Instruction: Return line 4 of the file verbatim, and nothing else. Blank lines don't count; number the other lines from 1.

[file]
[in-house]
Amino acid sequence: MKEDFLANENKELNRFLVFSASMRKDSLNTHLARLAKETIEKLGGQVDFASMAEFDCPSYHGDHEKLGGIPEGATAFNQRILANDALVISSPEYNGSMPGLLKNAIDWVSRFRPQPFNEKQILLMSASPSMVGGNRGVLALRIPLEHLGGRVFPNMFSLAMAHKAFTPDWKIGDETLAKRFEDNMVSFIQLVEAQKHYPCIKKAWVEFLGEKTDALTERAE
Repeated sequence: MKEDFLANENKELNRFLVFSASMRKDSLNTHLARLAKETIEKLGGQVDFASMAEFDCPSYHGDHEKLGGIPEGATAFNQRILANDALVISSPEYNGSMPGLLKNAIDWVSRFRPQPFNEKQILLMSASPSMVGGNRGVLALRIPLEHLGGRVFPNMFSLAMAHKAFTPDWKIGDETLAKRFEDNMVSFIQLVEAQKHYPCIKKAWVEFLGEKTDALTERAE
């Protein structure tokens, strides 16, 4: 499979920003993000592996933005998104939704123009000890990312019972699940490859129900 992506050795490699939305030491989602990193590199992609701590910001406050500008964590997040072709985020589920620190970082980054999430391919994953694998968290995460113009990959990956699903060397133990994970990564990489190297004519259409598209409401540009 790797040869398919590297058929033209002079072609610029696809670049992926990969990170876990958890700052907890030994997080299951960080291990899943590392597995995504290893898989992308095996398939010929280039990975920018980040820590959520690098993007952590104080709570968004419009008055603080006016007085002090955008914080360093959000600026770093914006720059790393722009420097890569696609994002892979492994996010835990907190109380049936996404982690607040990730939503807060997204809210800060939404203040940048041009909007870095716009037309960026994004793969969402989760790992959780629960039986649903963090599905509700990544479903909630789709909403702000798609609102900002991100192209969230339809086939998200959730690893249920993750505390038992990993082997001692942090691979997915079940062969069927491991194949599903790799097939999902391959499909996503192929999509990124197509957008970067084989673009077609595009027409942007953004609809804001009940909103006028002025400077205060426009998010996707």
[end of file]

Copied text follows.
């Protein structure tokens, strides 16, 4: 499979920003993000592996933005998104939704123009000890990312019972699940490859129900 992506050795490699939305030491989602990193590199992609701590910001406050500008964590997040072709985020589920620190970082980054999430391919994953694998968290995460113009990959990956699903060397133990994970990564990489190297004519259409598209409401540009 790797040869398919590297058929033209002079072609610029696809670049992926990969990170876990958890700052907890030994997080299951960080291990899943590392597995995504290893898989992308095996398939010929280039990975920018980040820590959520690098993007952590104080709570968004419009008055603080006016007085002090955008914080360093959000600026770093914006720059790393722009420097890569696609994002892979492994996010835990907190109380049936996404982690607040990730939503807060997204809210800060939404203040940048041009909007870095716009037309960026994004793969969402989760790992959780629960039986649903963090599905509700990544479903909630789709909403702000798609609102900002991100192209969230339809086939998200959730690893249920993750505390038992990993082997001692942090691979997915079940062969069927491991194949599903790799097939999902391959499909996503192929999509990124197509957008970067084989673009077609595009027409942007953004609809804001009940909103006028002025400077205060426009998010996707």